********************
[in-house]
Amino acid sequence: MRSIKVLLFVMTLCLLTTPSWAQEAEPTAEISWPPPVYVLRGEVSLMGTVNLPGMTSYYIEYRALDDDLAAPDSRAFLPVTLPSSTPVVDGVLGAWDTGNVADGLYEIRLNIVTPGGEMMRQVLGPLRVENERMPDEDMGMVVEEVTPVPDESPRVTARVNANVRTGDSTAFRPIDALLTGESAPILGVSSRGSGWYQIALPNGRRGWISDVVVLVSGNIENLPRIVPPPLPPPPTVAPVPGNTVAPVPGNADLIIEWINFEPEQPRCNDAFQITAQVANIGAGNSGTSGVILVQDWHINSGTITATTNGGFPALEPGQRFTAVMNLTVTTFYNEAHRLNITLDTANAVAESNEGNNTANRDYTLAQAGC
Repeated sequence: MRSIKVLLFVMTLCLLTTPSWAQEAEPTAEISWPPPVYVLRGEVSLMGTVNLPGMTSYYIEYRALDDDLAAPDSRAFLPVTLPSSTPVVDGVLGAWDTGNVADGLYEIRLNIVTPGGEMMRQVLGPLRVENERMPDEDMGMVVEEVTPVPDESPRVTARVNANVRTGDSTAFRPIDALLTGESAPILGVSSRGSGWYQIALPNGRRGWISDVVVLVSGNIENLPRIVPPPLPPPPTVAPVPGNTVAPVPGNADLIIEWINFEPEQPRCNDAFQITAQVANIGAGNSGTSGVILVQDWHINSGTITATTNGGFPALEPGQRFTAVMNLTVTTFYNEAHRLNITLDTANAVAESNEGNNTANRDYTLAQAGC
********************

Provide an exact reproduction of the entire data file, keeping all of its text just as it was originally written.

[in-house]
Amino acid sequence: MRSIKVLLFVMTLCLLTTPSWAQEAEPTAEISWPPPVYVLRGEVSLMGTVNLPGMTSYYIEYRALDDDLAAPDSRAFLPVTLPSSTPVVDGVLGAWDTGNVADGLYEIRLNIVTPGGEMMRQVLGPLRVENERMPDEDMGMVVEEVTPVPDESPRVTARVNANVRTGDSTAFRPIDALLTGESAPILGVSSRGSGWYQIALPNGRRGWISDVVVLVSGNIENLPRIVPPPLPPPPTVAPVPGNTVAPVPGNADLIIEWINFEPEQPRCNDAFQITAQVANIGAGNSGTSGVILVQDWHINSGTITATTNGGFPALEPGQRFTAVMNLTVTTFYNEAHRLNITLDTANAVAESNEGNNTANRDYTLAQAGC
Repeated sequence: MRSIKVLLFVMTLCLLTTPSWAQEAEPTAEISWPPPVYVLRGEVSLMGTVNLPGMTSYYIEYRALDDDLAAPDSRAFLPVTLPSSTPVVDGVLGAWDTGNVADGLYEIRLNIVTPGGEMMRQVLGPLRVENERMPDEDMGMVVEEVTPVPDESPRVTARVNANVRTGDSTAFRPIDALLTGESAPILGVSSRGSGWYQIALPNGRRGWISDVVVLVSGNIENLPRIVPPPLPPPPTVAPVPGNTVAPVPGNADLIIEWINFEPEQPRCNDAFQITAQVANIGAGNSGTSGVILVQDWHINSGTITATTNGGFPALEPGQRFTAVMNLTVTTFYNEAHRLNITLDTANAVAESNEGNNTANRDYTLAQAGC